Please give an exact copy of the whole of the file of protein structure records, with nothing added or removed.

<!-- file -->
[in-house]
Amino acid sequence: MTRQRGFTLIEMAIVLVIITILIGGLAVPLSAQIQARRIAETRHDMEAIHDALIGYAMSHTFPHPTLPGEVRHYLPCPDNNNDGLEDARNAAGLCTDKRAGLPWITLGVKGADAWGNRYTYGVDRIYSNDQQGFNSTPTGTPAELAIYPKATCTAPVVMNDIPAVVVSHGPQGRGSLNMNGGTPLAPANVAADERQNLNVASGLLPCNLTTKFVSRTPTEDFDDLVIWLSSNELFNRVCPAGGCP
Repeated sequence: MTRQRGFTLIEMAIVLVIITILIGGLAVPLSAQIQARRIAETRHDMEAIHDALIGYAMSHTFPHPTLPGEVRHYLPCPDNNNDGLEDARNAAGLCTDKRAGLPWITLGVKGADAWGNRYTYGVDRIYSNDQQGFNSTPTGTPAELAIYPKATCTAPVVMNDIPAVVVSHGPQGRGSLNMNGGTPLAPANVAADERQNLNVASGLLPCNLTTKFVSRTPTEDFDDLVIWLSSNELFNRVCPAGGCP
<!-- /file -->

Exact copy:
[in-house]
Amino acid sequence: MTRQRGFTLIEMAIVLVIITILIGGLAVPLSAQIQARRIAETRHDMEAIHDALIGYAMSHTFPHPTLPGEVRHYLPCPDNNNDGLEDARNAAGLCTDKRAGLPWITLGVKGADAWGNRYTYGVDRIYSNDQQGFNSTPTGTPAELAIYPKATCTAPVVMNDIPAVVVSHGPQGRGSLNMNGGTPLAPANVAADERQNLNVASGLLPCNLTTKFVSRTPTEDFDDLVIWLSSNELFNRVCPAGGCP
Repeated sequence: MTRQRGFTLIEMAIVLVIITILIGGLAVPLSAQIQARRIAETRHDMEAIHDALIGYAMSHTFPHPTLPGEVRHYLPCPDNNNDGLEDARNAAGLCTDKRAGLPWITLGVKGADAWGNRYTYGVDRIYSNDQQGFNSTPTGTPAELAIYPKATCTAPVVMNDIPAVVVSHGPQGRGSLNMNGGTPLAPANVAADERQNLNVASGLLPCNLTTKFVSRTPTEDFDDLVIWLSSNELFNRVCPAGGCP